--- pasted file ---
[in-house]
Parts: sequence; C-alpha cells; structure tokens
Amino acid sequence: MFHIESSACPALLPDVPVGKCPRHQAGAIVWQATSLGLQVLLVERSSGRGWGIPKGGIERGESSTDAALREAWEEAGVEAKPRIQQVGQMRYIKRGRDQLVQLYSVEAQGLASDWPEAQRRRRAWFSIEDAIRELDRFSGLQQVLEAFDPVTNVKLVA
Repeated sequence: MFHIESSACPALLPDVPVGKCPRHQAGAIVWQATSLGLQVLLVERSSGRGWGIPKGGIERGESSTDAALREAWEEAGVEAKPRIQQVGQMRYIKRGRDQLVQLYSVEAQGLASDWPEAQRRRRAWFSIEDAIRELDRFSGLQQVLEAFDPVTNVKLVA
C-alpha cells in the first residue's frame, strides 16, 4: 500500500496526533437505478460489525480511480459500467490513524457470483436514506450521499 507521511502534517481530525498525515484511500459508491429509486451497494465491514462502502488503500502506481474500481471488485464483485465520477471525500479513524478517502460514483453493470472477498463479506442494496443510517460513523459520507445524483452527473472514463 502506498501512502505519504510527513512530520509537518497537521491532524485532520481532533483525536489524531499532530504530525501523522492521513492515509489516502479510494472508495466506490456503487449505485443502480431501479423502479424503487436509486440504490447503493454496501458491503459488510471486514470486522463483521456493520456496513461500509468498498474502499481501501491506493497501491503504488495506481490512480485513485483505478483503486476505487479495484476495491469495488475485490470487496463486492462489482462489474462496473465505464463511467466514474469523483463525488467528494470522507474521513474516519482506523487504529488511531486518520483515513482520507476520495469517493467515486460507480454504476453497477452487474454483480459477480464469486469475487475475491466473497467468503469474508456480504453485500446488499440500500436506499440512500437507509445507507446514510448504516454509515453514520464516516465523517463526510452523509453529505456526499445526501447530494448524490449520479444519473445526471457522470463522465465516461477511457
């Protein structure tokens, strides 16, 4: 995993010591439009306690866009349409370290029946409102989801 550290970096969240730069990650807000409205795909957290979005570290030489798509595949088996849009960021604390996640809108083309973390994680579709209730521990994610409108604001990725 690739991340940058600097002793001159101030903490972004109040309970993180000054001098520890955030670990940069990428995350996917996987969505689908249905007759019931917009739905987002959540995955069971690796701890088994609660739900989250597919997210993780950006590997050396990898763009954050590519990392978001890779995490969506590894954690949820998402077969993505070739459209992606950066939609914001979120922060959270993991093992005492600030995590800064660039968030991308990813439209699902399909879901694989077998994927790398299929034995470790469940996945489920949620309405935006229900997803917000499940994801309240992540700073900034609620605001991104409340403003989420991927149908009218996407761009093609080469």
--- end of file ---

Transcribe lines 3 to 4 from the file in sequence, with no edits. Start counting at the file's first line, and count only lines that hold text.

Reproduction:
Amino acid sequence: MFHIESSACPALLPDVPVGKCPRHQAGAIVWQATSLGLQVLLVERSSGRGWGIPKGGIERGESSTDAALREAWEEAGVEAKPRIQQVGQMRYIKRGRDQLVQLYSVEAQGLASDWPEAQRRRRAWFSIEDAIRELDRFSGLQQVLEAFDPVTNVKLVA
Repeated sequence: MFHIESSACPALLPDVPVGKCPRHQAGAIVWQATSLGLQVLLVERSSGRGWGIPKGGIERGESSTDAALREAWEEAGVEAKPRIQQVGQMRYIKRGRDQLVQLYSVEAQGLASDWPEAQRRRRAWFSIEDAIRELDRFSGLQQVLEAFDPVTNVKLVA